14 - interval t where F is continuous and F t (except...

Info iconThis preview shows page 1. Sign up to view the full content.

View Full Document Right Arrow Icon
f F t = f F t = f t F t (scalar function times vector function) F x G t = F t x G t F G t = blah blah blah. ..all operations pretty much work You can even stick limits on both sides. Continuity is defined the same way as before. Thm 14.2.3: If the nonzero vector F (t) is differentiable and has constant length, then F (t) is orthogonal to F’ (t). (If you have a unit vector, it is necessarily of constant length.) F t d t = f 1 t d t , f 2 t d t , f 3 t d t C , where C = C 1 , C 2 , C 3 . Since T is the unit tangent vector d T d s only measures the change in direction. Direction of motion is the unit velocity vector. Graph of the position vector is the trajectory. Note velocity V t = speed direction = V V V . A graph of a vector function is smooth on an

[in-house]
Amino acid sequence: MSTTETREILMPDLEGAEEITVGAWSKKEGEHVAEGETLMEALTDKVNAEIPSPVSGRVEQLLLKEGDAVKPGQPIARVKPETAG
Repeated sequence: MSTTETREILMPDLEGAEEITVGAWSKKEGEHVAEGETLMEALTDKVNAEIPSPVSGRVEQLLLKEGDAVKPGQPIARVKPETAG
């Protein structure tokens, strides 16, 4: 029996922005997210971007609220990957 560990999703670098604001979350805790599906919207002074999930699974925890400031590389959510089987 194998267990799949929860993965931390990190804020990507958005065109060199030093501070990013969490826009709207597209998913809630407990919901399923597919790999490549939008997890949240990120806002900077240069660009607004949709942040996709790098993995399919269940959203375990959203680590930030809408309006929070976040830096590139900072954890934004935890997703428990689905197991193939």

Background image of page 1
This is the end of the preview. Sign up to access the rest of the document.

Unformatted text preview: interval t where F is continuous and F t (except possibly at endpoints of the interval). Newtons Second Law : F t = m a t Consider coordinate system with the sun at the origin (ignore all other planets): you get Newtons Law of Gravitiation F = GMm r 3 r = GMm r 2 u , where u is a unit vector and r = r , F is the force vector of the planet, and r is the position vector of the planet. Thm 14.4.1 A polar eqn of form r = ed 1 e cos or r = ed 1 e sin represents a conic section. The conic section is an ellipse if e 1, parabola if e = 1 and hyperbola if e 1....
View Full Document

This note was uploaded on 04/14/2008 for the course MATH 252 taught by Professor Bumpus during the Fall '07 term at Austin College.

Ask a homework question - tutors are online